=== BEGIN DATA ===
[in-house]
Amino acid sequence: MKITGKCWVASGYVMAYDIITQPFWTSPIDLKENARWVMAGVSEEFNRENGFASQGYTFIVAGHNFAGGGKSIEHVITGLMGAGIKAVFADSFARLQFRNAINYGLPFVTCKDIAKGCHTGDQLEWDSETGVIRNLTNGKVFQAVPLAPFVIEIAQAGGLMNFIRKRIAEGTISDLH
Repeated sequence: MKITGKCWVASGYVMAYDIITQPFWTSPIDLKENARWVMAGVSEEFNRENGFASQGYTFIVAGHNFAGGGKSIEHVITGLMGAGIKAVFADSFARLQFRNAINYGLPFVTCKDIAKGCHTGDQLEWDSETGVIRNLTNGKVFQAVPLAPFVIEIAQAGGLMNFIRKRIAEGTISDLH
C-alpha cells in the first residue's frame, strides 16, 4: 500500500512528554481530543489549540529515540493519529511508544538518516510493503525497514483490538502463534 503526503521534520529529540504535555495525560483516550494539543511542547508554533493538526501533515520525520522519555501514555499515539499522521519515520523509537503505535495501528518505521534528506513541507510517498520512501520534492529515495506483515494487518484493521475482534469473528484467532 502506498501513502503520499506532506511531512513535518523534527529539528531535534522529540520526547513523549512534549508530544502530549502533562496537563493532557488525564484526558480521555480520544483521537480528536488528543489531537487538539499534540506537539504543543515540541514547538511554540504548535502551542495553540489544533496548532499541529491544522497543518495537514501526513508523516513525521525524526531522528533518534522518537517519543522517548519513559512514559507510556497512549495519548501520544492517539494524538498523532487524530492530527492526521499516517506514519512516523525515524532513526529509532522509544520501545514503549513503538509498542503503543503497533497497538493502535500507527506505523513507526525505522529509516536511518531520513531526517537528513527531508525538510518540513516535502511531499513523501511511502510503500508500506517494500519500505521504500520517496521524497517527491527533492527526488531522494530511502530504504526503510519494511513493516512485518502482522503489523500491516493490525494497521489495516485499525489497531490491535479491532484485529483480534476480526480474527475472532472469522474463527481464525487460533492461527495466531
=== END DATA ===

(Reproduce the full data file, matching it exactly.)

[in-house]
Amino acid sequence: MKITGKCWVASGYVMAYDIITQPFWTSPIDLKENARWVMAGVSEEFNRENGFASQGYTFIVAGHNFAGGGKSIEHVITGLMGAGIKAVFADSFARLQFRNAINYGLPFVTCKDIAKGCHTGDQLEWDSETGVIRNLTNGKVFQAVPLAPFVIEIAQAGGLMNFIRKRIAEGTISDLH
Repeated sequence: MKITGKCWVASGYVMAYDIITQPFWTSPIDLKENARWVMAGVSEEFNRENGFASQGYTFIVAGHNFAGGGKSIEHVITGLMGAGIKAVFADSFARLQFRNAINYGLPFVTCKDIAKGCHTGDQLEWDSETGVIRNLTNGKVFQAVPLAPFVIEIAQAGGLMNFIRKRIAEGTISDLH
C-alpha cells in the first residue's frame, strides 16, 4: 500500500512528554481530543489549540529515540493519529511508544538518516510493503525497514483490538502463534 503526503521534520529529540504535555495525560483516550494539543511542547508554533493538526501533515520525520522519555501514555499515539499522521519515520523509537503505535495501528518505521534528506513541507510517498520512501520534492529515495506483515494487518484493521475482534469473528484467532 502506498501513502503520499506532506511531512513535518523534527529539528531535534522529540520526547513523549512534549508530544502530549502533562496537563493532557488525564484526558480521555480520544483521537480528536488528543489531537487538539499534540506537539504543543515540541514547538511554540504548535502551542495553540489544533496548532499541529491544522497543518495537514501526513508523516513525521525524526531522528533518534522518537517519543522517548519513559512514559507510556497512549495519548501520544492517539494524538498523532487524530492530527492526521499516517506514519512516523525515524532513526529509532522509544520501545514503549513503538509498542503503543503497533497497538493502535500507527506505523513507526525505522529509516536511518531520513531526517537528513527531508525538510518540513516535502511531499513523501511511502510503500508500506517494500519500505521504500520517496521524497517527491527533492527526488531522494530511502530504504526503510519494511513493516512485518502482522503489523500491516493490525494497521489495516485499525489497531490491535479491532484485529483480534476480526480474527475472532472469522474463527481464525487460533492461527495466531